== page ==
Water is essential for human life and comprises some 60% of our body mass overall but is 73% of our heart and 83% of our lungs. Water is transient in every part of the body and essential for nutrient energy transfer. Water does not just go in and out but round and round. Thus it does not matter what water is partitioned to what organs or whether it just passes into the blood, as long as you are hydrated. So too for pools of carbon in the soil.
When you are dehydrated water is lost via perspiration; when you rehydrate water comes back into the system. Carbon is the same. Carbon is lost when practices used on the land promote mineralisation of organic matter over humification, effectively mining the carbon from every pool. Carbon is gained when practices are used that increase carbon for every pool; promoting humification over mineralisation, effectively sequestering organic matter.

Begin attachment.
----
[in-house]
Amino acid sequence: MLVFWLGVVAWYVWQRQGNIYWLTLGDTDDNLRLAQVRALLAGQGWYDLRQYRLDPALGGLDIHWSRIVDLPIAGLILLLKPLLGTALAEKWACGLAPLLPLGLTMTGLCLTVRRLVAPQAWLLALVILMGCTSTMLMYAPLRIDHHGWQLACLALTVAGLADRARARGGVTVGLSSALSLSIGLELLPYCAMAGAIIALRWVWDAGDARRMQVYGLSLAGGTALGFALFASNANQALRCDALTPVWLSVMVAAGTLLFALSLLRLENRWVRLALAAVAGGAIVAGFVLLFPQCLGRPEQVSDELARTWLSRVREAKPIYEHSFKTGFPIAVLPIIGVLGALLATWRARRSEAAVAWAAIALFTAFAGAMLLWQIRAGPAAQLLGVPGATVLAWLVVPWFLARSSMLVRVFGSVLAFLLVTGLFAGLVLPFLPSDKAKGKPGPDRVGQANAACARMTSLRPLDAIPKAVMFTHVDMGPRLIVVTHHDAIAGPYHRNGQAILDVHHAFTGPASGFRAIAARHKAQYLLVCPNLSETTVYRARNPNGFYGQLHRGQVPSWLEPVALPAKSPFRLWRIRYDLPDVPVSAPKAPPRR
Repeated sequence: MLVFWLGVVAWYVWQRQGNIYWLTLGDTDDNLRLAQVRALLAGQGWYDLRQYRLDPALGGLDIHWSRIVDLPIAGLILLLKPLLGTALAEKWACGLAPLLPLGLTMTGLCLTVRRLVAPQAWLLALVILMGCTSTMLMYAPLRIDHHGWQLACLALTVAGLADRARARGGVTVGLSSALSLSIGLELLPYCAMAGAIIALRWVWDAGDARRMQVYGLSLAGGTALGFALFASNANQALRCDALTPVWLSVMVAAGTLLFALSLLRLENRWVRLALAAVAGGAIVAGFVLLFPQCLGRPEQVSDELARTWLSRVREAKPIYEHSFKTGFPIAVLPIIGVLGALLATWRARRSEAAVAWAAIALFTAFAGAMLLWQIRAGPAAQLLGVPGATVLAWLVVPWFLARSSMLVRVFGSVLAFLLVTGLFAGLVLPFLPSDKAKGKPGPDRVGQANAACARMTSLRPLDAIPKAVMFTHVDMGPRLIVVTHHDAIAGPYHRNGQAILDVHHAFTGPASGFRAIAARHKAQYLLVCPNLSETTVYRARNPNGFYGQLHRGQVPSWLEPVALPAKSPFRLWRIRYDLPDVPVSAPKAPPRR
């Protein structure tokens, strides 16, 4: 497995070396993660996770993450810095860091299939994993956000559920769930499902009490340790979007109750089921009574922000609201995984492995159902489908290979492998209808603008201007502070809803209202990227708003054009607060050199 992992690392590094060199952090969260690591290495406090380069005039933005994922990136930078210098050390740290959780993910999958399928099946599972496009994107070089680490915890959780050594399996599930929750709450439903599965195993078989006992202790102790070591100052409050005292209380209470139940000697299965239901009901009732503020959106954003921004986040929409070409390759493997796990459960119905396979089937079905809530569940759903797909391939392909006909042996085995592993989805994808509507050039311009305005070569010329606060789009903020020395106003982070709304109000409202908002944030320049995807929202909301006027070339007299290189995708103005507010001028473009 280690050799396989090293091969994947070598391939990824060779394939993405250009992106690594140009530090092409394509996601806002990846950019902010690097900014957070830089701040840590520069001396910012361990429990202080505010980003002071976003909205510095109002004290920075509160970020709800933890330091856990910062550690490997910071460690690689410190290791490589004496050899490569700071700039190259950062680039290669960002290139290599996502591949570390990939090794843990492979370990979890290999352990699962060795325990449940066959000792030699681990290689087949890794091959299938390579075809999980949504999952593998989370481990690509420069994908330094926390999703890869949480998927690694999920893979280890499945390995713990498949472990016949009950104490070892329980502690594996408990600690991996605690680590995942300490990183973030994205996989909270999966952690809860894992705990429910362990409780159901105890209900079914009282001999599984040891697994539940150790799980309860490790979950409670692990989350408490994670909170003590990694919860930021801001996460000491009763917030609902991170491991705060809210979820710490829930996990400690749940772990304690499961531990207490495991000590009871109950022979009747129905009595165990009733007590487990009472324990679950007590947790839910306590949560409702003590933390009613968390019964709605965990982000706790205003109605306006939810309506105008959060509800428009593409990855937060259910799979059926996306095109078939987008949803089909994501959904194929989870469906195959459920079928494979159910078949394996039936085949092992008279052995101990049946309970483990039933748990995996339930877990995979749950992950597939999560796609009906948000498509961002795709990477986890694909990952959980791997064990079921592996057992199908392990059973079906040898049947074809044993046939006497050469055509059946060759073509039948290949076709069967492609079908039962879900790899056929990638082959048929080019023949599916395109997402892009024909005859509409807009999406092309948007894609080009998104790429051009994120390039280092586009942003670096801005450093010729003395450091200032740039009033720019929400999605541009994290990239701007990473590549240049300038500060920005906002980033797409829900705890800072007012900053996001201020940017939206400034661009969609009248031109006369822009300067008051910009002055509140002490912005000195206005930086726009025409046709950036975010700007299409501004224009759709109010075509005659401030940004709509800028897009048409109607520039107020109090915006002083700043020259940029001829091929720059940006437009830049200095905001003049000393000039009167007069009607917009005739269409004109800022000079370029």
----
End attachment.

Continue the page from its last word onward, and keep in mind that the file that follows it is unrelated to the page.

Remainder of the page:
Thus, if you want to farm carbon effectively, increasing the total carbon levels of every pool, and not just one, is the goal.
The movement between the pools is controlled by interplay and ultimately which has long-term dominance of the two processes: humification and mineralisation. When humification dominates, all pools increase in size and the movement of organic matter in Figure 2 is from left to right. Carbon dioxide is removed from the atmosphere. However agriculture practice for the last 10 000 years since its inception has mostly mineralised organic matter, decreasing the pool size from right to left.